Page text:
That our latest addition would be making her home in the kitchen was beyond doubt. Upon her arrival, my husband’s casual suggestion that we put the terrarium in Harper’s room was rejected by both of us before he’d even finished saying the words. Even though we believed Harper was in more danger of being bitten by our friendly and free-roaming dog than he was of being bitten by the caged spider, we weren’t going to tempt fate. Or Harper. Or the spider.
After a few days by the tv (too out of the way), the kitchen table (too freaky for dinner guests) and one heart stopping hour on a Harper accessible bookshelf (“No touching! No touching! Ahhh!”) the terrarium eventually found a home next to the toaster.
One day over lunch Harper announced that his spider would henceforth be called, “Max.”
“Max is a boy’s name. The spider is a girl.” I told him.
“Is there a girl name for my spider? A Max name?”
And that is how Maxine came to bear the name.
For those first few weeks Maxine did little. We’d pull a chair over, Harper would belly-up to the counter and we’d watch Maxine… do… nothing. Occasionally she’d switch positions, but never when we were watching.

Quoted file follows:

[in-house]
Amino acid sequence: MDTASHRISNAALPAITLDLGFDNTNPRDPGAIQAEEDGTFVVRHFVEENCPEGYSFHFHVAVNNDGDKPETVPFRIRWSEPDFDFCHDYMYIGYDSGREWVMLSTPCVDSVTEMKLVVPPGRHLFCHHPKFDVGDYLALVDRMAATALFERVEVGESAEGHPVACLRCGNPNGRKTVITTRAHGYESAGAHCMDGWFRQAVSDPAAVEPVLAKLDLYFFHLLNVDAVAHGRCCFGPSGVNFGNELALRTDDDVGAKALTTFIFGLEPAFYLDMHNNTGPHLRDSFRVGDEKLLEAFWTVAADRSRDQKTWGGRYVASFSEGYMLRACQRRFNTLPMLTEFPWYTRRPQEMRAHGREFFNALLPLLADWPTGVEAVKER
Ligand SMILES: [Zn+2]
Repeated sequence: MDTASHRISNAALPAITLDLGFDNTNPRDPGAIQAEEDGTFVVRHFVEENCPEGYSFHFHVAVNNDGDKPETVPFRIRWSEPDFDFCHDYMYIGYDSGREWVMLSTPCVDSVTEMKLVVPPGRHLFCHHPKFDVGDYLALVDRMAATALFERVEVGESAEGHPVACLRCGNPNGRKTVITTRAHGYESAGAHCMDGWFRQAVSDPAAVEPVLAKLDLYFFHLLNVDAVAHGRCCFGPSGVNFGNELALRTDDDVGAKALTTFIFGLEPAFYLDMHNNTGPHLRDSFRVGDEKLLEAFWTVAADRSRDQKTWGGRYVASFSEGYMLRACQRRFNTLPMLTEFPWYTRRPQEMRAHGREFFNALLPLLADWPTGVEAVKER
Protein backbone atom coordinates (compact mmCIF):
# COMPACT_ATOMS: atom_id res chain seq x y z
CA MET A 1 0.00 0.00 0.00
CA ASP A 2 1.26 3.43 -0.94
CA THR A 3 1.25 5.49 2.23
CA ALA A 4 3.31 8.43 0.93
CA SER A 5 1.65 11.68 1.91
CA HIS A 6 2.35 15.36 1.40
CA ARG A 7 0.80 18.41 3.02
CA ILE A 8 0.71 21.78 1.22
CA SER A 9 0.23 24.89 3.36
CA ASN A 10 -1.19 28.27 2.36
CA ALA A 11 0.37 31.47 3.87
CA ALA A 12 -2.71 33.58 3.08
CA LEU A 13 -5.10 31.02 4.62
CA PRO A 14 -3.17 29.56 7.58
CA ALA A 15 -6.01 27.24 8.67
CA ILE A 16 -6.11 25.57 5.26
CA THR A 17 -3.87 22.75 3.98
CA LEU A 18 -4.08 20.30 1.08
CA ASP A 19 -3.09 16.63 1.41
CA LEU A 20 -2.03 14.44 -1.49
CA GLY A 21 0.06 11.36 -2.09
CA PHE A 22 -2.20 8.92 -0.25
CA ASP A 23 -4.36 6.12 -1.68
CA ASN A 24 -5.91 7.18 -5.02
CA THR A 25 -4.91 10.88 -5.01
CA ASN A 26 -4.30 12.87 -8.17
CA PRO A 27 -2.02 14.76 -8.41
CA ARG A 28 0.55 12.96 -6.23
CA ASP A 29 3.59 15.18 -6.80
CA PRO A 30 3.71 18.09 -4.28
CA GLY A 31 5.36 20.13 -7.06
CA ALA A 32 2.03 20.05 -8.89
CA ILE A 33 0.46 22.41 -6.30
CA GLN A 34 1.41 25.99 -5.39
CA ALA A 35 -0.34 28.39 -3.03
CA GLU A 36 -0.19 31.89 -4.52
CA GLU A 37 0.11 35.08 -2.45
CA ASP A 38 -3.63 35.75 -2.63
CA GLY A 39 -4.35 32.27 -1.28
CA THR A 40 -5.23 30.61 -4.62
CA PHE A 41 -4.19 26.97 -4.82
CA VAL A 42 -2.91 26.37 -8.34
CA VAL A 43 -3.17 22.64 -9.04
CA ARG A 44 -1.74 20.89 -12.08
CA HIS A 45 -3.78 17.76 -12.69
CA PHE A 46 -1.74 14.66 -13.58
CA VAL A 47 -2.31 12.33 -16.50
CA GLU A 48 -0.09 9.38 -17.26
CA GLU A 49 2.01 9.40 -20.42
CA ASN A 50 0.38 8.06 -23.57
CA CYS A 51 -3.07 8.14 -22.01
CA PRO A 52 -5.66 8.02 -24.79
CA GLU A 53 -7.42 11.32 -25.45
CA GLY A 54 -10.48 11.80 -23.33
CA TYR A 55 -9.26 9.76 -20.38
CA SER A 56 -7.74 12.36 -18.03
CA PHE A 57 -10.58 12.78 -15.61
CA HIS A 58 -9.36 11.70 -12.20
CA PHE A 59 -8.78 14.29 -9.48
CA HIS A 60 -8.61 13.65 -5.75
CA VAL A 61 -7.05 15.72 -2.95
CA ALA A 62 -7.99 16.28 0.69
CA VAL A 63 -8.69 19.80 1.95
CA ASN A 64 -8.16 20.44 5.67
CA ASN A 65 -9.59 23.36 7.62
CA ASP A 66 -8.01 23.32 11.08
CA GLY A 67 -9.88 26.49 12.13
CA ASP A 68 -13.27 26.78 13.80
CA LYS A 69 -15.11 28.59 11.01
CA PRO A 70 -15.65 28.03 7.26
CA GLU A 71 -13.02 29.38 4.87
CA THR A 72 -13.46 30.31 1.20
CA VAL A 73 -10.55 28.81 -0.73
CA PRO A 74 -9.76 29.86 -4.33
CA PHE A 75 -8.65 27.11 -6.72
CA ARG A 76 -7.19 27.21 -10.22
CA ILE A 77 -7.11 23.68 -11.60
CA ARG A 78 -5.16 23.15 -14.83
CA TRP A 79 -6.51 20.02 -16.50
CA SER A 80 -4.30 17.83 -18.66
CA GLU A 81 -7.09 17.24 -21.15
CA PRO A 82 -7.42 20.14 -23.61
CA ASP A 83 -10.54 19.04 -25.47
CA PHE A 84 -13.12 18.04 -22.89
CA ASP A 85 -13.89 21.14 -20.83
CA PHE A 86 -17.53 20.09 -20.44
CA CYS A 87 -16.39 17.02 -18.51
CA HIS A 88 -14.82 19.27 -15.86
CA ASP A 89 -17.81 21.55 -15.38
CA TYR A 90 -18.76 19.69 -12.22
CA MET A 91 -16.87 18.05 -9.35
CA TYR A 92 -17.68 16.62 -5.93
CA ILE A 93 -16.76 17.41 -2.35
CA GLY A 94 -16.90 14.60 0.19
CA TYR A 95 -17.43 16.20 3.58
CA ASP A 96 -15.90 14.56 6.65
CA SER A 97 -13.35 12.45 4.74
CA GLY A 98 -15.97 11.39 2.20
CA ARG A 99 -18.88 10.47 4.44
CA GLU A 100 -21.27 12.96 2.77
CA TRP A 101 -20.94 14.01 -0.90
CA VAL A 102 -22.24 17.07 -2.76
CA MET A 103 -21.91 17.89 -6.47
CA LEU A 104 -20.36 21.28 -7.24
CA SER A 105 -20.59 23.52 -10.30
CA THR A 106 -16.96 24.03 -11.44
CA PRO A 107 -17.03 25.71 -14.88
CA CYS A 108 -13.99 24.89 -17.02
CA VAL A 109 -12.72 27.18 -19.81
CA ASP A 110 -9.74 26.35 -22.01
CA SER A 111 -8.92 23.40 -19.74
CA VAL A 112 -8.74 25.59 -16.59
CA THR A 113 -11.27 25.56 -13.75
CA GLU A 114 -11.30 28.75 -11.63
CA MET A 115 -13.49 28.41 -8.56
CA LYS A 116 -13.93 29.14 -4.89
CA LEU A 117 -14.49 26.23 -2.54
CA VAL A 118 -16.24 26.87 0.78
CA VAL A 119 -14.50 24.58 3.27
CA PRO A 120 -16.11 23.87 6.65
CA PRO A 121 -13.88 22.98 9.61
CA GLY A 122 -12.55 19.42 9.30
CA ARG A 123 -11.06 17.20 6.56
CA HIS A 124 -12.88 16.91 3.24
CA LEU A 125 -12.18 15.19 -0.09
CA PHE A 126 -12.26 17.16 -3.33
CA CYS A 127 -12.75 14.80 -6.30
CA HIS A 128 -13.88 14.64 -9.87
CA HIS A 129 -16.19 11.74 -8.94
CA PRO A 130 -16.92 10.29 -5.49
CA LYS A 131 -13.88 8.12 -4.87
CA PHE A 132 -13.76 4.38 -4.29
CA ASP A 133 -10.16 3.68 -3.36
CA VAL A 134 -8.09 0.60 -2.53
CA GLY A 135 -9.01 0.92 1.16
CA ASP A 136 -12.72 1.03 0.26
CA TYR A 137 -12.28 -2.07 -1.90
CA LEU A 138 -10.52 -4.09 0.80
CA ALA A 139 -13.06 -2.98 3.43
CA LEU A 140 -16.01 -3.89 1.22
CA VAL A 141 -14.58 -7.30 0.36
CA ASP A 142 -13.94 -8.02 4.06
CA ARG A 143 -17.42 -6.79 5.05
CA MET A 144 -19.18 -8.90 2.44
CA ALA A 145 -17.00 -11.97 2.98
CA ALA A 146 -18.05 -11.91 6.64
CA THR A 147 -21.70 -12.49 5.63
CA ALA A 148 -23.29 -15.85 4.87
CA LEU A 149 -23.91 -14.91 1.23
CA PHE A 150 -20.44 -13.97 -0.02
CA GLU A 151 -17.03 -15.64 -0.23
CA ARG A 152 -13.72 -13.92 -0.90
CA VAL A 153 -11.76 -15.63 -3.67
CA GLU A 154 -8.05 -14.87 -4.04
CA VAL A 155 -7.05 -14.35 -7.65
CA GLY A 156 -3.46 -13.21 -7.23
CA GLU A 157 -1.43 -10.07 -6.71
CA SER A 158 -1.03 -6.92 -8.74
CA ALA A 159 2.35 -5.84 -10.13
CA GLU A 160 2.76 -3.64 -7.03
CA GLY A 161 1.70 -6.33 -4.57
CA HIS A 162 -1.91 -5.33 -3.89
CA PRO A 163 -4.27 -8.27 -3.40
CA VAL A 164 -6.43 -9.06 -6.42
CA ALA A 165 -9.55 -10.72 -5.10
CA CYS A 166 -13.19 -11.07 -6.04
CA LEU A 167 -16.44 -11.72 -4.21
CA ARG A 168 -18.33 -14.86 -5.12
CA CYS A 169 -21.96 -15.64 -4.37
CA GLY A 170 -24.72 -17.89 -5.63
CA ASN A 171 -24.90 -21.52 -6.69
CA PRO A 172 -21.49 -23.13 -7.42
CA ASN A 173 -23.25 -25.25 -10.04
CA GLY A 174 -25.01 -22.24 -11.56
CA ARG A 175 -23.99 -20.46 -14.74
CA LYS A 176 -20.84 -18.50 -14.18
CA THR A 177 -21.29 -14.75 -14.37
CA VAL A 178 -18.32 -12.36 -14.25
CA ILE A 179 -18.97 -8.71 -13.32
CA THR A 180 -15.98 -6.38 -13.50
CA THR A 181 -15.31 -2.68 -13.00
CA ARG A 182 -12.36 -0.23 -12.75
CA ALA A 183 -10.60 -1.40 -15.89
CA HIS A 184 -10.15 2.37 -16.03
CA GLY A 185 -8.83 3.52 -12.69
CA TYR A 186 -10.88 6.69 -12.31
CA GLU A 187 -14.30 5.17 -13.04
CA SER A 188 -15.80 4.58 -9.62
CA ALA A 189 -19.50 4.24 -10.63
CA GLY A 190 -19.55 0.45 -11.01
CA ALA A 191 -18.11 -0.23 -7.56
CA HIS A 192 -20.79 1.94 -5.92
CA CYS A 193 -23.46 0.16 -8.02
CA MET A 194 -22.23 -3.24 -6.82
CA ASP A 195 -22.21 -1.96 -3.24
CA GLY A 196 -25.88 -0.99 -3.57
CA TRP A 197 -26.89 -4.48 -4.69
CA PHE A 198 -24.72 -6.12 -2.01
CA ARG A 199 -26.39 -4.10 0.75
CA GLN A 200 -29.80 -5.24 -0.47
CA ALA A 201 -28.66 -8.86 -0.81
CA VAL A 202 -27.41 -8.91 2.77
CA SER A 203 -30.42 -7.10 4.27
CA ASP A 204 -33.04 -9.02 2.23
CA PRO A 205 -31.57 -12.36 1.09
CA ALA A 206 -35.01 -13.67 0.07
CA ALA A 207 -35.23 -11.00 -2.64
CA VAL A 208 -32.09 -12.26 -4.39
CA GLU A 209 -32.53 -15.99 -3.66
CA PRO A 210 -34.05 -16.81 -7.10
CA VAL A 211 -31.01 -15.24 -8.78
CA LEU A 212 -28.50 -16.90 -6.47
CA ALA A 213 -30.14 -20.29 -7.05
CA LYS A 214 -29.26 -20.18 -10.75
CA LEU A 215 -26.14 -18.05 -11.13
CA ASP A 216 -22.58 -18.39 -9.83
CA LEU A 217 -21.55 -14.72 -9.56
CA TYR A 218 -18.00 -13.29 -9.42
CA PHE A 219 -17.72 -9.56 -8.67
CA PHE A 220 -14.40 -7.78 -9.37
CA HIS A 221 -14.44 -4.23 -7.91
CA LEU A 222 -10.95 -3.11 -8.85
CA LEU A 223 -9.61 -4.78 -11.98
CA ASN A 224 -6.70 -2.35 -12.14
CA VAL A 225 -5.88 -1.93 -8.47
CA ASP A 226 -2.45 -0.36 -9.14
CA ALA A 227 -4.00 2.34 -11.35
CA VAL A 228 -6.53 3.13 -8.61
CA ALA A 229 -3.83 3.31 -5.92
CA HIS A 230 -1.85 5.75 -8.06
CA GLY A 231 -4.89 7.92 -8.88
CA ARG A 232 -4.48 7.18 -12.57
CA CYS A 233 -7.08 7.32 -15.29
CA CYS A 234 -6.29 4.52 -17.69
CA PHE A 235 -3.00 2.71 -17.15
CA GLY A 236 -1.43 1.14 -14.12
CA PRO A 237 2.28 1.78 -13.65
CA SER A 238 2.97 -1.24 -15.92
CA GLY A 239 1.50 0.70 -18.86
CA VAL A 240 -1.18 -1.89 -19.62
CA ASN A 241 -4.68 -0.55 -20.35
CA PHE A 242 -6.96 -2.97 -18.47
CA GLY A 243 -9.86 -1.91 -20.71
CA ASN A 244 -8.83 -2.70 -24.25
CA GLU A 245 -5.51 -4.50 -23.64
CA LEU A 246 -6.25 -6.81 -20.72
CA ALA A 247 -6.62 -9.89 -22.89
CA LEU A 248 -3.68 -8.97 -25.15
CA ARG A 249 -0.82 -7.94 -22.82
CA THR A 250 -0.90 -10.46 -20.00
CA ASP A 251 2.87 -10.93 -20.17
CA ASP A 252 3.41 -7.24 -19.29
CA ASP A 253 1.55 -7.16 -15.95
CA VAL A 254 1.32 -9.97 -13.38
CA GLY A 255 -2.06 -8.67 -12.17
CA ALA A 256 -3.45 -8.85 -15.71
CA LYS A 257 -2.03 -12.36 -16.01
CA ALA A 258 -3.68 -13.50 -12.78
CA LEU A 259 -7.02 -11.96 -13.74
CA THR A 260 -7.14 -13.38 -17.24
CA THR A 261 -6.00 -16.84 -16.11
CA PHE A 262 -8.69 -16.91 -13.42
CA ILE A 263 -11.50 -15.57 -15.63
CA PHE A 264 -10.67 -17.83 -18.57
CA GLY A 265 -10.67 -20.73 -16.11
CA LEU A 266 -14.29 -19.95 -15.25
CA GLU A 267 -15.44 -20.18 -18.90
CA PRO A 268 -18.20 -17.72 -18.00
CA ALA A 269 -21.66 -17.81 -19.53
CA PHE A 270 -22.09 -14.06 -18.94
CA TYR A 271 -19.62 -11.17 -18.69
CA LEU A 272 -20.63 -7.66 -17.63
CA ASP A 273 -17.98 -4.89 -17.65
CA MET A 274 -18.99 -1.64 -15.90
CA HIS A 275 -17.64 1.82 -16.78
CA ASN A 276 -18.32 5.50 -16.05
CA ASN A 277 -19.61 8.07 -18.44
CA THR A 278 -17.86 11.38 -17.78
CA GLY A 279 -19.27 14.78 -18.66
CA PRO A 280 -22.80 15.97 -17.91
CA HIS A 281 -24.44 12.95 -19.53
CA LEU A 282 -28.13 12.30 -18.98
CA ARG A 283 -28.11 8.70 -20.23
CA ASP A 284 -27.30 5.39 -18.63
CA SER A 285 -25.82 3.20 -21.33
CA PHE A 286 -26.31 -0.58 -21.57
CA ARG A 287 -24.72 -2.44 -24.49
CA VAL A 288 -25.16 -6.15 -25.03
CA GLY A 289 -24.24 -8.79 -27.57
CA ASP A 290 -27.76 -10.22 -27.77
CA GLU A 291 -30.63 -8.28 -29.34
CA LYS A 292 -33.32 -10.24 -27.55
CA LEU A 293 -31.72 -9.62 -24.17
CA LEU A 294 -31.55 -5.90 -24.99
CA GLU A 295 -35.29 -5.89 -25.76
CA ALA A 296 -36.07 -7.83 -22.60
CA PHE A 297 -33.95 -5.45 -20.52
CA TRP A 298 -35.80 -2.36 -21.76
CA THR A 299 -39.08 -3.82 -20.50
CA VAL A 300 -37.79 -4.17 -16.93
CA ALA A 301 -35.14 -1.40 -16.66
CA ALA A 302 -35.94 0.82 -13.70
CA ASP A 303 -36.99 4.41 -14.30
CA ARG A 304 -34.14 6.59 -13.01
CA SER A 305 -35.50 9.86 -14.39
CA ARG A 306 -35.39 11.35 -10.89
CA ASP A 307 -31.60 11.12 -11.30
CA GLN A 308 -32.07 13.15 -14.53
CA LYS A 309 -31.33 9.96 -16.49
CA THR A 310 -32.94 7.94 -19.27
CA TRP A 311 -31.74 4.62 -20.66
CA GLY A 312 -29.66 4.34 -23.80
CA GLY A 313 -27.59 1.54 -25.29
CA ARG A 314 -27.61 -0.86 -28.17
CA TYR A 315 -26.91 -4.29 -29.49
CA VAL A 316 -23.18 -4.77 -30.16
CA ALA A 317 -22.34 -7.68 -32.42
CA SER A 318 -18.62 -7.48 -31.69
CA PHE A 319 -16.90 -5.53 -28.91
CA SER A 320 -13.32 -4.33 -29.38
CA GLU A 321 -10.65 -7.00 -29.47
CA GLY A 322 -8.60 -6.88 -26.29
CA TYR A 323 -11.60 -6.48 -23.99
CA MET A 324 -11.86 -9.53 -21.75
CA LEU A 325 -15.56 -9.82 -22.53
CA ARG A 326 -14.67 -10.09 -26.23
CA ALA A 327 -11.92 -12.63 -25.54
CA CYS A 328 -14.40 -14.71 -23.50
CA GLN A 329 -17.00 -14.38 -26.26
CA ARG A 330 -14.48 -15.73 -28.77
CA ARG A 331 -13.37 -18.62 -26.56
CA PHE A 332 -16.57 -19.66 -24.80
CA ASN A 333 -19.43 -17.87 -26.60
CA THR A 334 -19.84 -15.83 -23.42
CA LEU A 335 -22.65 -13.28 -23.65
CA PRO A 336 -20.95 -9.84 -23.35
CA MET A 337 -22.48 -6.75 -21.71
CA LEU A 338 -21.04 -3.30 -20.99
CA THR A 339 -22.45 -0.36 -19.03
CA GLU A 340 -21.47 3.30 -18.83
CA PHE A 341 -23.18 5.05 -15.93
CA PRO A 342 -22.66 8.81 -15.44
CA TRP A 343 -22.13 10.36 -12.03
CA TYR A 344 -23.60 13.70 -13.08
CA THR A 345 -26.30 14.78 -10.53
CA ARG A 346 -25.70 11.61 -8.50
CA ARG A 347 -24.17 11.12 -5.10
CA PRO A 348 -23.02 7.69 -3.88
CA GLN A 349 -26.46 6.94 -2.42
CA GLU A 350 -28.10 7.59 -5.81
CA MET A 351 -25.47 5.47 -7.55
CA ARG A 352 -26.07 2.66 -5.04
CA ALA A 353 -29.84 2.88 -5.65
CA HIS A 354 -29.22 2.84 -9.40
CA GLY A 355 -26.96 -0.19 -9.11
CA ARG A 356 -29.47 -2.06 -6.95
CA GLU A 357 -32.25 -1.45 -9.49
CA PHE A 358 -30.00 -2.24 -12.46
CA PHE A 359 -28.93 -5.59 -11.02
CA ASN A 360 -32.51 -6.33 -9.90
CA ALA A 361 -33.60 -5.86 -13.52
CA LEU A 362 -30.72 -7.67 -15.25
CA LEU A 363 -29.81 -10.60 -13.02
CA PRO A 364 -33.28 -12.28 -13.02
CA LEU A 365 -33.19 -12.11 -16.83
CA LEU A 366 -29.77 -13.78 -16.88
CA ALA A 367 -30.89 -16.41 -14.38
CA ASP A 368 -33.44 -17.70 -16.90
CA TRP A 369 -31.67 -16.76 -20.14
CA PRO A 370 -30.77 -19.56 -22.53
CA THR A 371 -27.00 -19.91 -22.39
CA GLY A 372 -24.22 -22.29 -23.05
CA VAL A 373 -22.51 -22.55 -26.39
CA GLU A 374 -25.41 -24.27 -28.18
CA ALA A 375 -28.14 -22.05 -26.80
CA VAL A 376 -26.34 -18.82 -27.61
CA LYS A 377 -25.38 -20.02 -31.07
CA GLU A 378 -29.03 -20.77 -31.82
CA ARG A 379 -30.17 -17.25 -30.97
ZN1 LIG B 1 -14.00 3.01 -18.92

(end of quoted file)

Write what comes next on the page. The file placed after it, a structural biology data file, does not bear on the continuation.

Harper grew bored and I began to calculate how many days would need to pass until Maxine could disappear without his noticing her absence.
But then we fed her.
“Are they my lunch?”
You should know three large “feeder” crickets run you 26 cents at Petco.
You also should know that they have no problem running your credit card for a 26¢ charge at Petco should you arrive with only a quarter.
Harper watched the crickets bounce around in the inflated bag as we made our way back home.
“Are the crickets going to live with Maxine?”
“Nope. They’re her lunch.”
He was silent for a moment.
“Are they my lunch?”
I can say there was some genuine relief on his face as he watched me dump the entire contents of that bag into Maxine’s cage. Maxine, for her part, didn’t even seem to register her lunch as I slid the lid back on. Here I had presented her with three delicious crickets and yet, still she could not be bothered to move.
Harper grew tired of watching. He left to go play with his Thomas trains. The crickets began to explore their surroundings, moving in. And still Maxine did not move.
Bored, I waited, thinking of calling Robin and asking her to pick up her defective spider.
And then Maxine pounced.